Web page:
23. Gerald Pone, the plaintiffs' store manager from August 1987 to March 1988 knew that the plaintiffs were working off-the-clock on a regular basis. Pone told plaintiff Tew, "Don't get caught," and he told plaintiff Lyle, "You are on your own if you get caught." He tried to keep the regional supervisor from knowing that his employees were working off-the-clock. He would instruct another employee to clock the plaintiffs in whenever he saw a regional supervisor entering the store. Pone gave the plaintiffs keys to the store so that they could let themselves in before regular store hours. When supervisors were scheduled to come into the store, he would call them at home so that they could come to work early to prepare for the supervisors. Pone made jokes about the working off-the-clock policy cards that the employees were required to sign.
24. Danny Smith was the store manager from March 1988 to August 1988, and he knew that the plaintiffs were working off-the-clock on a regular basis. Like Pone, he gave the plaintiffs keys to the store several times a month. He stated to plaintiff Tew, "If you get caught, I don't know a damn thing about it."
25. Terry Patterson was the store manager from September 1988 to May 1989, and he knew that the plaintiffs were working off-the-clock on a regular basis. He told plaintiff Tew, "Don't get caught -- if you get caught, they will bust you." He also gave the plaintiffs keys to the store on several occasions.
26. Food Lion's violation of the FLSA was willful and not in good faith.
B. CONCLUSIONS OF LAW
1. This court has jurisdiction over the plaintiffs' claims for uncompensated overtime pursuant to 29 U.S.C. § 216(b).
2. Section 7(a)(1) of the FLSA, 29 U.S.C. § 207(a)(1) provides that:
No employer shall employ any of his employees who in any workweek is engaged in commerce or in the production of goods for commerce, or is employed in an enterprise engaged in commerce or in the production of goods for commerce, for a workweek longer than forty hours unless such employee receives compensation for his employment in excess of the hours above specified at a rate not less than one and one-half times the regular rate at which he is employed.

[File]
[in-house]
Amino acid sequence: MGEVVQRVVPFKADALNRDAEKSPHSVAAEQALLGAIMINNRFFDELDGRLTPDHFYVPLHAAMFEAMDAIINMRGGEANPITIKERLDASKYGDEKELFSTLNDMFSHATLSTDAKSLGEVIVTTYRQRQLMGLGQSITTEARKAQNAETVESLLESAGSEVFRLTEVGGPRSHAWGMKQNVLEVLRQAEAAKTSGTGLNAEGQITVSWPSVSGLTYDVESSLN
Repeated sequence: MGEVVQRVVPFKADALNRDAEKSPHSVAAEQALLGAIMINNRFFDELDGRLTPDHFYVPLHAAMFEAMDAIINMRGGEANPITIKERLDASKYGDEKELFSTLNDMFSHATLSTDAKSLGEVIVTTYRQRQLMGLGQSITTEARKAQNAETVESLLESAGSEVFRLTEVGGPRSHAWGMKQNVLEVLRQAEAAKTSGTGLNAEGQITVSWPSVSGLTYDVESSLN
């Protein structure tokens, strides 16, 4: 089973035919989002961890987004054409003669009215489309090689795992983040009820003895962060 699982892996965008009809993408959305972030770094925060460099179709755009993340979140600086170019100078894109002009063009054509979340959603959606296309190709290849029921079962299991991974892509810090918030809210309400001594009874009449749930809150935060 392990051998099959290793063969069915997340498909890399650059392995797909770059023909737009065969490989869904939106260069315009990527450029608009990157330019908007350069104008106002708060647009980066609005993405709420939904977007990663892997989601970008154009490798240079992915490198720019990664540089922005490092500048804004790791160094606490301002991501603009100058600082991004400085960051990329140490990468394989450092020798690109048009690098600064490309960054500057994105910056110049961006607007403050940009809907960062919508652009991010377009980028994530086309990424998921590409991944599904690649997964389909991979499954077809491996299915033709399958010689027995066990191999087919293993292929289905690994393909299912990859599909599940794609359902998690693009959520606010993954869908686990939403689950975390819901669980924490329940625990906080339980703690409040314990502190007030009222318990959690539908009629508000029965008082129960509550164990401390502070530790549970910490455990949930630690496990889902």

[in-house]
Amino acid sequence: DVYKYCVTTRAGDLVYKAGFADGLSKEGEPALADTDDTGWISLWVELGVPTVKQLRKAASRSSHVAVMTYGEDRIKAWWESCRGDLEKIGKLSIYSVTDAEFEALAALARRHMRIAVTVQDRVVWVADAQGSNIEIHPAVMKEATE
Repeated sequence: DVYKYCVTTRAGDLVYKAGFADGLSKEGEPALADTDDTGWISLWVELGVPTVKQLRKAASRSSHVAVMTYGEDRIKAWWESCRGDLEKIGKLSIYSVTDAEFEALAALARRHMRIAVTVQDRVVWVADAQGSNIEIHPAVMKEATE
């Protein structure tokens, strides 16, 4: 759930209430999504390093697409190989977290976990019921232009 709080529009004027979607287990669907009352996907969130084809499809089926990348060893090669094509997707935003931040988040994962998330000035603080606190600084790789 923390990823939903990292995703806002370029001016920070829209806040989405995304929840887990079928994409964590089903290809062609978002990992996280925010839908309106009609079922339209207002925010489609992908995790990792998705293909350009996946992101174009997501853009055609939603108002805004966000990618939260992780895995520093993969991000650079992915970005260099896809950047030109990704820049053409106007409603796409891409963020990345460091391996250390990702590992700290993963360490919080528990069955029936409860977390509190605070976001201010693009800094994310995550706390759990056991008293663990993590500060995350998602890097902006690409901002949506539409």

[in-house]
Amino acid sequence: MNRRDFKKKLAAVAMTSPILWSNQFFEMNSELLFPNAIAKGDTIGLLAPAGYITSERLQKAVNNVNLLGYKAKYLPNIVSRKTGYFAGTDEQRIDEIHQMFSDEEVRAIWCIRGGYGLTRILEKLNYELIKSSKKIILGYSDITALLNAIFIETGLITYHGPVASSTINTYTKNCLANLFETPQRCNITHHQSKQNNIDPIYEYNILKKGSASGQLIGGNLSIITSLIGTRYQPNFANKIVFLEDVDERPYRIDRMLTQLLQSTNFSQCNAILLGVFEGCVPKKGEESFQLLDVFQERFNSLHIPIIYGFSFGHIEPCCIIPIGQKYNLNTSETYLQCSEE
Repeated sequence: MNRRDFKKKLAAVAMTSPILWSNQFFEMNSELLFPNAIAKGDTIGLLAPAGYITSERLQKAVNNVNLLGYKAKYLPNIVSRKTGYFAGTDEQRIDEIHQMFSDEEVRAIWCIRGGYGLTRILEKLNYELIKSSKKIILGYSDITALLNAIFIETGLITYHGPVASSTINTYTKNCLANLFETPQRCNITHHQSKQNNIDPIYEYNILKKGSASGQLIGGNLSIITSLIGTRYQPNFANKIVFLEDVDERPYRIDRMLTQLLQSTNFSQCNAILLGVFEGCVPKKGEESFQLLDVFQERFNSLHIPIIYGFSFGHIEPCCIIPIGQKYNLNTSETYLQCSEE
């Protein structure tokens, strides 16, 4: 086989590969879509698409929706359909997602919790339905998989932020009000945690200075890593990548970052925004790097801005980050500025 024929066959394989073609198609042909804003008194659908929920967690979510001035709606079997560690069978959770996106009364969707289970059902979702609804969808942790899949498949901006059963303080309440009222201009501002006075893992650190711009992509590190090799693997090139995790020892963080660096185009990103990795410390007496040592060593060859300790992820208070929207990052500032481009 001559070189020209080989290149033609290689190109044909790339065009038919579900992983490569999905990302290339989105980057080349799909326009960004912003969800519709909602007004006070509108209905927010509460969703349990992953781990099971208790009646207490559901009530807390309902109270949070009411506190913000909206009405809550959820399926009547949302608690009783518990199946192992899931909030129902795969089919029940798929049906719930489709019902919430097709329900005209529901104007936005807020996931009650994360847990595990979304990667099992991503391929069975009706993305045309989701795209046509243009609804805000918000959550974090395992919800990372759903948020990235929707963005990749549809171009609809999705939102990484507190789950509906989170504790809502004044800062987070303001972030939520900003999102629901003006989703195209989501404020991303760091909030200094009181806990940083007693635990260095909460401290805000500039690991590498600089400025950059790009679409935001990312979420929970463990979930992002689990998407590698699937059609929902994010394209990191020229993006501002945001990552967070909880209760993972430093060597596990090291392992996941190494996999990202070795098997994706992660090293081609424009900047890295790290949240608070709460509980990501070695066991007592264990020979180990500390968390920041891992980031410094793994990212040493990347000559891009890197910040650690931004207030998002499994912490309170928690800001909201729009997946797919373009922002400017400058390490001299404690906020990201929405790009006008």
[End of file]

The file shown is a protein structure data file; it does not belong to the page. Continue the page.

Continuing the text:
3. To recover, the plaintiffs must prove by a preponderance of the evidence that they worked overtime hours without compensation, the amount and extent of such work as a matter of just and reasonable inference, and that Food Lion knew of such work. Anderson v. Mt. Clemens Pottery Co., 328 U.S. 680, 687, 66 S. Ct. 1187, 90 L. Ed. 1515 (1946); Pforr v. Food Lion, Inc., 851 F.2d 106, 109 (4th Cir. 1988); Davis v. Food Lion, Inc., 792 F.2d 1274, 1276 (4th Cir. 1986).
4. The plaintiffs must establish the amount or number of uncompensated overtime hours that they worked without resort to guess or conjecture. See George Lawley & Son Corp. v. South, 140 F.2d 439, 441 (1st Cir.), cert. denied, 322 U.S. 746, 64 S. Ct. 1156, 88 L. Ed. 1578 (1944).
5. If an employer is found to have violated the FLSA's overtime pay provisions, it is liable in the amount of the proven unpaid overtime compensation plus an additional equal amount as liquidated damages. 29 U.S.C. § 216(b). The court, however, has discretion to award no liquidated damages or a smaller amount of liquidated damages if the employer has acted in good faith and had reasonable grounds for believing that it was not violating the FLSA. 29 U.S.C. § 260. Because the court has found that Food Lion did not act in good faith, it must award liquidated damages.
6. Because the court has found the violation to be willful, the applicable statute of limitations is three years. 29 U.S.C. § 255(a). McLaughlin v. Richland Shoe Co., 486 U.S. 128, 108 S. Ct. 1677, 100 L. Ed. 2d 115 (1988).
This case hinges on a credibility determination. The plaintiffs testified that they regularly worked off-the-clock with the knowledge of Food Lion officials at the store level. These officials testified that they had no such knowledge and that it would have been impossible for the plaintiffs to have worked off-the-clock without their knowledge. The court believes the plaintiffs and not the store managers. The testimony of the plaintiffs was detailed and precise and was corroborated by other witnesses. They testified to many different occasions on which Food Lion officials knew they were working off-the-clock and they remembered specific comments made by Food Lion officials.
In contrast, the court did not find the testimony of the store managers to be credible. The court makes this determination based upon their demeanor on the witness stand and the substance of their testimony. This testimony amounted to broad denials that they had no knowledge that the plaintiffs had ever worked a single minute off-the-clock. Their recollection of the plaintiffs' working hours was refuted by the time cards of the plaintiffs which showed them clocking in on some mornings before 4:00. Their testimony seemed motivated in large part by fear of reprimand from Food Lion if they admitted having knowledge that the plaintiffs worked off-the-clock and did nothing to stop it. 1"